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The Jason Tapestries

Creusa Consumed by the Poisoned Robe [detail], French, 1789. Jason Tapestries_wadsworth atheneum museum of art_web header

The Jason Tapestries
November 28, 2014 – July 5, 2015

During the final phase of the Wadsworth Atheneum’s renovation, rarely seen tapestries from the 18th century were displayed in Morgan Great Hall.

From the 14th to the 18th centuries—the great period of tapestry weaving—popes, kings, and aristocrats alike competed for these luxurious pieces. Much more labor-intensive and expensive to produce than paintings and sculpture, tapestries served as portable sources of wealth and were given as precious diplomatic gifts.

Manufactories used the finest materials, such as silk threads that were often combined with silver and gold. The mythological (or historical and biblical) narratives depicted were often used to glorify heroic acts of the past and present.

The Story of Jason
The story of Jason, an ancient Greek hero, was one of the most popular tales to illustrate in tapestries of the late eighteenth century, the time of the Ancien Régime in France. In 1743, King Louis XV commissioned a seven-part Jason and Medea series for the throne room at Versailles, arguably the most prestigious room in France. Jean François de Troy (1679–1752) provided sketches that were later translated into life-size preparatory drawings (cartoons) and subsequently woven into tapestries at the Gobelins workshop. Other versions of this series were given as precious gifts by the French crown and today belong to the Hermitage in St. Petersburg, the Royal Collections in Sweden, the Palazzo Reale in Milan, and Windsor Castle in England, among others.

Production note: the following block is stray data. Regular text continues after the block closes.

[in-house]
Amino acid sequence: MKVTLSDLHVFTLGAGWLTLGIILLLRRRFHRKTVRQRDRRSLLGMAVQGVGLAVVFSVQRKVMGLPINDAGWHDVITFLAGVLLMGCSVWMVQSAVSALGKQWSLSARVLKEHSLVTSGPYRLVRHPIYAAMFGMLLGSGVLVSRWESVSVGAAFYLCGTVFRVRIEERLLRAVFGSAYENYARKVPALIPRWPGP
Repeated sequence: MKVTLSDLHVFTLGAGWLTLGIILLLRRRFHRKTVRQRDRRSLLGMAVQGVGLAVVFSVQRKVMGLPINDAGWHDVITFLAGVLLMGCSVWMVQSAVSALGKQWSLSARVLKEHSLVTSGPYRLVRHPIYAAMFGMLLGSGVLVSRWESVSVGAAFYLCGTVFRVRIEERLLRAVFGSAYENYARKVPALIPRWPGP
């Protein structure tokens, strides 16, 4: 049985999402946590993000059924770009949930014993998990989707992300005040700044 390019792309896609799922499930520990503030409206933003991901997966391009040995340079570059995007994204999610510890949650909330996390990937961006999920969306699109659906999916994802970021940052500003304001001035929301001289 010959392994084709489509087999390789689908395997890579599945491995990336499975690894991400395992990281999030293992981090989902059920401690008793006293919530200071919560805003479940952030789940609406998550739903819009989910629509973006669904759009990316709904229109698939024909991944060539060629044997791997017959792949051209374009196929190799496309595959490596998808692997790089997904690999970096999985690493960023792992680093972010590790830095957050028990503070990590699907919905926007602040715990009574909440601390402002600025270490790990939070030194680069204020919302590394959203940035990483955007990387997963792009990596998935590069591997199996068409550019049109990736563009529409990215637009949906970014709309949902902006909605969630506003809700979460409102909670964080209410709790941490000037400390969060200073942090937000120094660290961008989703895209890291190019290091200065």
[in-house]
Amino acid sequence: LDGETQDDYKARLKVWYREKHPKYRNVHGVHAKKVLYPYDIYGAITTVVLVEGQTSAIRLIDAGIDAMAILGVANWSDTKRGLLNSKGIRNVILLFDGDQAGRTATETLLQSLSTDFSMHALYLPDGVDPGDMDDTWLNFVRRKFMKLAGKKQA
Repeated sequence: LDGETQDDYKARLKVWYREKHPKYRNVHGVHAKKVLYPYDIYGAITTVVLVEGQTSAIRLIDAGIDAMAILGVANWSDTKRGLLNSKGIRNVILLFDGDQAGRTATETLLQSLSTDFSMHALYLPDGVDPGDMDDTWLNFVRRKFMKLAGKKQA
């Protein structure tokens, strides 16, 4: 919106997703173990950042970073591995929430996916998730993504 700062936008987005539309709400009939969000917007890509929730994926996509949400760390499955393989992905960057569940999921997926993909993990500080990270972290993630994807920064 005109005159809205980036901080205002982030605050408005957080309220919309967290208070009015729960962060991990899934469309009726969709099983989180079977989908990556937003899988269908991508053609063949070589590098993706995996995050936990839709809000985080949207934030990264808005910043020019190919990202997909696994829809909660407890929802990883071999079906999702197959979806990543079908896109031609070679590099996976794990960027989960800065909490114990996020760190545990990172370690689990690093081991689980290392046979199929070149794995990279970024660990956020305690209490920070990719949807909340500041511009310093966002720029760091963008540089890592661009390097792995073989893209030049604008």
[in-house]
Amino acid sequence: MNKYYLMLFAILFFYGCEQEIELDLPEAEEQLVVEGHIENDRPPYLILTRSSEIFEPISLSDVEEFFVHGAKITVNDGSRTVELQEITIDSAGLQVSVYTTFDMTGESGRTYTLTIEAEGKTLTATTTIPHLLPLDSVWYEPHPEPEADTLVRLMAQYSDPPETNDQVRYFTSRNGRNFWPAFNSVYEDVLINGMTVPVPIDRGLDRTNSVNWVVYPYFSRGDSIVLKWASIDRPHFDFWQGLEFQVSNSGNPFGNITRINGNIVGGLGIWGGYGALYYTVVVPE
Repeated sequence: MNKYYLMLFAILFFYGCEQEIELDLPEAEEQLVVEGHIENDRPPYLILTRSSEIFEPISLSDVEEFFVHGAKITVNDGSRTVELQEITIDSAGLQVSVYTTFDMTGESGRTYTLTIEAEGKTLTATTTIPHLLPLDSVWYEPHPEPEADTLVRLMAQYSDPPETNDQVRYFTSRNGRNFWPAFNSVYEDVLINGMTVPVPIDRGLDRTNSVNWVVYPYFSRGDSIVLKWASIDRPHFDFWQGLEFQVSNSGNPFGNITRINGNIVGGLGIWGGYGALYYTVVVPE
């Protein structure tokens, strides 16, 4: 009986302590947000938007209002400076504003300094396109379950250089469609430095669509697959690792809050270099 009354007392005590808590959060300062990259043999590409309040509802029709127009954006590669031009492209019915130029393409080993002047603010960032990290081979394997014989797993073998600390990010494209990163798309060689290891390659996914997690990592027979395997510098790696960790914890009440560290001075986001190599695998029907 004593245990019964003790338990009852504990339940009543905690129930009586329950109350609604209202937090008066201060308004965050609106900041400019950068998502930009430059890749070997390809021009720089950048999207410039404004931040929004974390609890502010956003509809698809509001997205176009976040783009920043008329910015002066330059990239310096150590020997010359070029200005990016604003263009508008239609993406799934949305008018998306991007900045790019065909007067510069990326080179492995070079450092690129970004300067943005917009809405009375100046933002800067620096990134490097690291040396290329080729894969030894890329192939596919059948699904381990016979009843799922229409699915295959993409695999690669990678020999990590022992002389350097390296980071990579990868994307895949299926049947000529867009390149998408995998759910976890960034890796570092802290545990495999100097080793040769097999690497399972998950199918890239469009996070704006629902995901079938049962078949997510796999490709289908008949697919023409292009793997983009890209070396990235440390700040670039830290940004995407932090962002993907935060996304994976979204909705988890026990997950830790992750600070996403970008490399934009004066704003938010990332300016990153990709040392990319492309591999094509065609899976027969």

The series narrates the saga of Jason, well known to French contemporaries through the book Metamorphoses by Ovid. The tapestries depict Jason’s voyage with the Argonauts, the capture of the Golden Fleece (a symbol of kingship), and their subsequent return to Greece. Jason appears as a tragic hero—youthful, brave, and clever—whose entanglement with the sorceress Medea will assure him the Fleece, but will also lead to the annihilation of his family.

The Jason Tapestry series was donated to the Wadsworth Atheneum in 1946 and consists of four tapestries from the original set of seven.

About Morgan Great Hall
Hartford native J. Pierpont Morgan, one of America’s richest men and greatest art collectors during the Gilded Age, donated the land and money to build the Morgan Memorial. He also had a special interest in tapestries, and when the Great Hall opened in 1915, he loaned 10 of them to adorn its walls. The space soon became known as “Tapestry Hall.” The variety of objects and tapestries shown in the early 20th century resembled the Great Hall of an English country house. Throughout the Middle Ages these large halls were the center of the household and a perfect place to hang tapestries, not only to demonstrate the power and influence of the owner, but also to keep out the cold. In the 1900s a new generation of American collectors, such as Morgan, saw themselves as the offspring of the old European aristocracy. In their palatial mansions the Great Hall experienced its revival.

ABOVE: Creusa Consumed by the Poisoned Robe [detail], French, 1789. After a cartoon by Jean François de Troy Woven by Royal Gobelins Manufacture, signed “Audran 1789.” Wool, silk, and linen.

The Jason Tapestries installation was generously funded by David and Mary Dangremond in memory of Leicester and Mary Plant Faust. Support for the Wadsworth Atheneum is provided in part by the Greater Hartford Arts Council’s United Arts Campaign and the Department of Economic and Community Development, which also receives support from the National Endowment for the Arts, a federal agency.